For those of you (most likely, all one of you - and you know who you are, Dennis!) that have followed my recent posts, you know that I've been just a tad disappointed that my ability to climb a hill has deteriorated in the last couple of months, which happened to coincide with my entry back into the world of bike racing.

"Aha!", you'll say - training for races makes you weaker, right? All those Noon Goon rides and crits and flatter road races have been really bad for you, right? Well, not really, as it might turn out.

This blog entry is a remarkably boring analysis of why you need to watch your diet - especially if you want to keep your racing edge.

So, I was reading Joel Friel's excellent book, "Cycling Past 50" (okay, so I'm 53 and "over-the-hill" - but I can still beat a lot of guys half my age on a road race course!) - and I came across this very interesting tidbit on pages 70-71 (oh, you can buy his book at Amazon.com right here):

"It's been estimated that every extra kilogram of fat (2.2 pounds) adds three seconds in a one-kilometer climb (0.62 miles) on a moderate grade of about 5 percent."

Really?

And I was telling my friend, Dennis Pedersen, just the other day, that I thought part of my problem in my recent poor climbing performance was due to the fact that I was about 10 pounds heavier now than when I was at my climbing fitness peak back in mid-July, just before I started getting back into the racing scene.

Hmmmmmm......so, I decided to do the math, to see what effect 10 or 11 pounds might have on climbing my old nemesis, Old La Honda (OLH).

Now, OLH is not a moderate grade of 5 percent - it's a lot meaner - like an average grade of 7.5% - so I decided to give myself a five second penalty for each kilogram of extra fat. I'll justify this value just a little later...

Okay - let's see...11 pounds would be exactly 5 kilograms, so I'll just say I'm 5 kilograms over my mid-July weight (okay - I'll go eat a couple of donuts to make that absolutely true). So my time penalty for those 5 kilograms is about 25 seconds for each kilometer of the climb. Hmmmm.....interesting!

And, OLH is 3.3 miles in length, which is about 5 kilometers (actually, closer to 5.5, but we'll just use 5 kilometers).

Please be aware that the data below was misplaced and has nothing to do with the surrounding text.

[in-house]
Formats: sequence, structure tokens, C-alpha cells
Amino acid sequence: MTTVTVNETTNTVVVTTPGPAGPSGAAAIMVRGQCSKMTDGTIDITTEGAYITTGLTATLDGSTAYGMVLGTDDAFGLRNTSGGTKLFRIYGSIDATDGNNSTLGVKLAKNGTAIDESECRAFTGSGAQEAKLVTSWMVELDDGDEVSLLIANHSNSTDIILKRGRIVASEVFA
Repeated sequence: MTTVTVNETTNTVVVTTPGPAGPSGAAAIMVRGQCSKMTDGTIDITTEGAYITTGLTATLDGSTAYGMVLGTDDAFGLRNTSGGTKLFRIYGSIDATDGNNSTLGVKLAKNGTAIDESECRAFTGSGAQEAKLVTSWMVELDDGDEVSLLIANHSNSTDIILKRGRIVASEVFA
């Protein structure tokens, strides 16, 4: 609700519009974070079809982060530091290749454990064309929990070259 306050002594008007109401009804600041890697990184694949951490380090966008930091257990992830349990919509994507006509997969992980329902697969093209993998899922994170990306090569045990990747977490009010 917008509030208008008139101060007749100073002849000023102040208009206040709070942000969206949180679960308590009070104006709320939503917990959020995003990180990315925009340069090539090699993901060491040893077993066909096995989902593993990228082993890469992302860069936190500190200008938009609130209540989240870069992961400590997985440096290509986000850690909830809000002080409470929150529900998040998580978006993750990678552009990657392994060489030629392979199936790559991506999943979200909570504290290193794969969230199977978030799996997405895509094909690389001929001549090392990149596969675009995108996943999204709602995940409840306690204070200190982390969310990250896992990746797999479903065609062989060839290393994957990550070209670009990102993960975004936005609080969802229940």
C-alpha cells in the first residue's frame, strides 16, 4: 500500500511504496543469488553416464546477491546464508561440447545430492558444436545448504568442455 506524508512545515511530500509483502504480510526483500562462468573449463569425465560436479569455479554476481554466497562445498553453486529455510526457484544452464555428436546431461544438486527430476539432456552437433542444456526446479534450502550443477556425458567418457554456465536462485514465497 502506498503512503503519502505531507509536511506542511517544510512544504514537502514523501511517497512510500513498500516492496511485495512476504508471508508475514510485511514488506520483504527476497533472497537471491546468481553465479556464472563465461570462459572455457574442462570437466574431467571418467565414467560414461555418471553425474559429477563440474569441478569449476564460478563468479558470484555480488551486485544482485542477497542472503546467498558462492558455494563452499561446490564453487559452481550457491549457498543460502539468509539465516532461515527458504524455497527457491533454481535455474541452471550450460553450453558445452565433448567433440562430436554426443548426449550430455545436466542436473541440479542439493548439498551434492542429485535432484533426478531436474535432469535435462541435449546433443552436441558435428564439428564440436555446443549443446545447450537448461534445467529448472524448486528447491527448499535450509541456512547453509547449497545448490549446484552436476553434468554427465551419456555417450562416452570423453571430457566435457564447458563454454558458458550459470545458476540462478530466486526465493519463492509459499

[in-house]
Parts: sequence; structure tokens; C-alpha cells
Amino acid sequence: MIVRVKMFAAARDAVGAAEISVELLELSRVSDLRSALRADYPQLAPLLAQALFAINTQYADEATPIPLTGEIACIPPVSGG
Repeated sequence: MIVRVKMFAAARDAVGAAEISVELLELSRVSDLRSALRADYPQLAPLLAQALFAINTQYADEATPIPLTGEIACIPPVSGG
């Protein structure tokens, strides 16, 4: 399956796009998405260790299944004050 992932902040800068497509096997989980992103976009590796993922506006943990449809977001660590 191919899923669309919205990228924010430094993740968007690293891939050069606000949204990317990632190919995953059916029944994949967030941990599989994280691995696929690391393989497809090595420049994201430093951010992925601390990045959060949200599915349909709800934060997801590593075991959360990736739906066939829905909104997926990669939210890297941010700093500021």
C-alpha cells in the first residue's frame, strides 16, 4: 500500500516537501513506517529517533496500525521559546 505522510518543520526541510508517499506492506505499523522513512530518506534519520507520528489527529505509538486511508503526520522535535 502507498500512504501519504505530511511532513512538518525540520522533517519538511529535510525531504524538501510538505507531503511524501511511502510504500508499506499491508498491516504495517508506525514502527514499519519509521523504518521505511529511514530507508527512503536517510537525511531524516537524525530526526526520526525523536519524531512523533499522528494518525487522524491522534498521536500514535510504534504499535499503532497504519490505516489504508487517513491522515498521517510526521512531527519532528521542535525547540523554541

So, 25 seconds for each of those 5 kilometers gives me a time penalty of

Now, I recently did OLH in 27:02, as you all know - but I told Dennis that I thought this was a poor representation of the actual baseline for me right now - I went out way too hard on that ITT up OLH (remember - I got to the halfway point in just 11:45, which was only 10 seconds slower than my halfway point on my PB time of 23:18 - and you can see the data for that PB ride right here - the PB climb is the data associated with Lap 2). I lost about 4 minutes in that second half of the OLH climb.

So......I told Dennis that my most probable time for OLH right now would be 25 minutes, about 2 minutes slower than my PB time earlier this year.

And now, I have some evidence to suggest where those 2 minutes got lost - not so much in my legs (which I always thought made some sense, but it's not like I haven't been using my legs for the last few months!) - it sounds like those 2 minutes are buried in the extra fat rolling around my tummy!

If you subtract off that 2 minutes from my likely time of 25 minutes for OLH right now (where I pace myself appropriately for the entire climb), you get a magic time of about 23 minutes!

Oh, remember I said I could justify that value of 5 seconds per kilogram of extra fat? Well, in my interest of trying to be accurate (and fair) to myself, I did a little more research and found this interesting tidbit on Wikipedia:

"The formula for power suggests that 1 lb. saved is worth 0.06 mph (0.1 km/h) on a 7% grade"

You can find this little gem right here, if you want to read all the details.

Well, OLH is about 7% - and this means my extra 10 pounds would slow me down by 0.6 mph for the climb. For that 3.22 mile climb, if you use my average speed for my PB (8.3 mph) and subtract 0.6 mph, you get 7.7 mph - and if you then re-calculate what my time would be doing that climb at 7.7 mph, you get a time of 25:06 - about 2 minutes slower than my PB time of 23:18 !!

So, as you can see, my use of 5 seconds / kilogram for the time penalty on OLH is quite justified - and is probably fairly accurate, too...

And just what does this all mean?

Wooohoooo!! This means that all I have to do is lose those 10 or 11 pounds and I'll probably be able to match my PB time up OLH back on August 1.

Oh - and those two donuts I told you I'd eat? Uh, no way, Charlie - it's veggies and water for me, until I get back to my old climbing weight... :)

Okay, so now I don't feel so bad - it's the fat, stupid!

## 1 comment:

If you have a scale that shows you your percentage of body fat take that percentage and multiply it into your total body weight to calculate the pounds of body fat you’re carrying around. Example: 183lbs X 19%= 34.77lbs. (my weight and fat). I would like to weigh 170lbs which is 13lbs pounds difference. If I could achieve my goal (no more chips & salsa and margaritas!), I would have a body fat percentage of right around 13%

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